Found in Egypt, Tunisia, Algeria and Libya, these gazelles are known for their long pointy horns that measure up to 38 cm and their white sandy coats that blend in with their surrounding desert environment. Its coat is also considered reflective which helps to cool the gazelle as it roams through the hot desert environment.

Just like the Arabian tahr, it likes to eat grass and herbs and gets most of its water from the vegetation and goes through long periods of time without drinking any water. Its main threat is excessive hunting as well as an increase in human activity in the areas in which it resides.

Did You Know?

You know when you accidentally snort and end up turning red as everyone laughs? Well not for the slender-horned gazelle…no one laughs when it snorts, rather its herd would run and hide at a safe place as snorting is considered an alarm warning of upcoming danger.

Arabian Leopard

Estimated Remaining Population: Less than 200

Conservation Status: Critically Endangered

Emerging from Africa more than 500,000 years ago is the Arabian leopard, considered one of the most significant mammals of the Arabian peninsula. Its the kind of leopard that managed to cross many territories from the Mediterranean to the Arabian Gulf as well as Mount Sinai, Negev Desert and Haraz. Overtime, its numbers began to dwindle mainly because of illegal hunting as well as the widespread loss of its natural habitat.

Today, less than an estimated 200 leopards remain in existence which spurred institutions like the Royal Commission for AlUla breeding center in Taif, Saudi Arabia to take action and fight in reviving its population. Just last summer, two female Arabian leopards were born at the breeding center, spurring a celebratory mood because of Saudi Arabia’s efforts at animal conservation.

Did you know?

A cool fact about the mammal is that it is considered the smallest member of the leopard family with the largest among them weighing only 30 kg.

Saudi Gazelle

Estimated Remaining Population: 0

Conservation Status: Extinct

Last seen in the wild back in the 1970s, the Arabian Gazelle was an animal that used to live in the gravel and sandy plains of the Northern and Western Arabian peninsula, stretching from Kuwait all the way to Yemen. It usually preferred mountainous and hilly habitats, spending its days up in the hills while in the morning it would come down to forage. Its time was cut short and in 1996, it was officially declared to be extinct following years of being victim to the consequences of excessive hunting as well as habitat loss and invasive use of herbicides.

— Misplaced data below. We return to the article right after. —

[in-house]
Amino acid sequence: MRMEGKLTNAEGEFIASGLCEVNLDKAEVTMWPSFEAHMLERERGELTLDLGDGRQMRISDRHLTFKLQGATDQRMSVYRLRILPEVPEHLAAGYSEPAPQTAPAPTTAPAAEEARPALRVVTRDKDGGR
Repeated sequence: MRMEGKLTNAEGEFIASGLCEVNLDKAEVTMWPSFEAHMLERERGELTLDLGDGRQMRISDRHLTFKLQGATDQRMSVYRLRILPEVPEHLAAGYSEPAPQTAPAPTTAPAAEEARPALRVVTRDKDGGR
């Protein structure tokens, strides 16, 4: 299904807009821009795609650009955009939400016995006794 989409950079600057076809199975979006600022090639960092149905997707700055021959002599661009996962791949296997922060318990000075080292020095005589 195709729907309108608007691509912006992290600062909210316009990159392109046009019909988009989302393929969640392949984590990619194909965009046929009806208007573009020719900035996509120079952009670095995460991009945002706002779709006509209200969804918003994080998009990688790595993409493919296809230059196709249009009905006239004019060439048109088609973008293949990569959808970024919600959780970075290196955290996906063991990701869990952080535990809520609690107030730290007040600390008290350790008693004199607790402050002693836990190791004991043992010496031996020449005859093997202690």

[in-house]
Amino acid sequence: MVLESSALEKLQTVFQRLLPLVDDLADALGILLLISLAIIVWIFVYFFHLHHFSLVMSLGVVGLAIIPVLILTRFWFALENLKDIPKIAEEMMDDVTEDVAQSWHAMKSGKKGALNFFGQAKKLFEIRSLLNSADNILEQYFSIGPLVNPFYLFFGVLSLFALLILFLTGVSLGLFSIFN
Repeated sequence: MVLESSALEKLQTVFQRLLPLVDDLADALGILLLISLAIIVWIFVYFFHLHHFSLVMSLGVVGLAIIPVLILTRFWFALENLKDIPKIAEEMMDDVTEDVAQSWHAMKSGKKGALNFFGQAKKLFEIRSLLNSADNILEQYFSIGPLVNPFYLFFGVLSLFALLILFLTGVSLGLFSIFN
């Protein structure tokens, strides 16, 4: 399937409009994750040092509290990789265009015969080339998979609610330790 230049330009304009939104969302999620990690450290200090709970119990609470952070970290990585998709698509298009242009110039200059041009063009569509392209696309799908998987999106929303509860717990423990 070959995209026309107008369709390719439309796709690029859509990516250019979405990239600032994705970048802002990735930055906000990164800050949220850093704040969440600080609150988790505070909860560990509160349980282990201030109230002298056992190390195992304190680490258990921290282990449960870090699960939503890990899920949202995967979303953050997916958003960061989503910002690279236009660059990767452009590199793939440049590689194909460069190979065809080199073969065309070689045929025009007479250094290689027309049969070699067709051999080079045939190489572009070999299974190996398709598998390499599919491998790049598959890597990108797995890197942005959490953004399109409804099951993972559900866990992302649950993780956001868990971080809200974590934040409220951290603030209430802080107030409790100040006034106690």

Did you know?

Known for its slender build, long neck and hind legs, the gazelle was quite the sprinter, able to reach speeds of 80 km per hour. It was also highly in tune with its senses, having excellent vision as well as a great sense of smell.

Sinai Tiger

Estimated Remaining Population: 0

Conservation Status: Extinct

The Sinai tiger, known as the spotted mammal that used to frolic along the St. Catherine Reserve was officially declared extinct many years ago. It vanished from existence after getting hunted by humans alongside an imbalance in its environment of reduced rabbits and deer, its common prey. All these factors prompted the tiger to leave and find another place where it can search for food and ever since 2016, it was never spotted again.

Did you know?

Back in 2014, the Sinai tiger that was known to be endangered back then was spotted and killed by nearby residents.

Arabian Ostrich

Estimated Remaining Population: 0

Conservation Status: Extinct

Known as either the Arabian ostrich, Syrian ostrich or Middle Eastern ostrich, it used to live in the Arabian peninsula as well as the Near East up until the 20th century. The bird was quite spread out as in historic times, it was known to be found in two discrete populations, one in the southeast of the Arabian peninsula while a larger one was found in an area that today borders Saudi Arabia, Jordan, Iraq and Syria. It was also found in Qatar, Kuwait, the UAE and Yemen so it was pretty spread out along the Arabian peninsula.

As with many of the animals that vanished, the main reason behind its extinction was because of human interference and in the case of the Arabian ostrich, it ceased to exist because of over-hunting and commercial exploitation. Once the ostrich was captured, it underwent total exploitation as the entire animal ended up getting utilized whether its meat and eggs for food or its feathers to make handicrafts.

Did you know?

With every mating season, male ostriches would undergo quite the transformation by changing their coat color to pink as a way to signal to females that they were ready to mate.

So far, what can be gleaned from the life of these animals is that human interference is the most common attribute to their endangerment which is why we need to be aware of our role and the changes that may have to be applied in order to reverse the damage already done. That is why it should be clear that having any of these animals as pets will continue to worsen the problem and contribute to the existing phenomenon.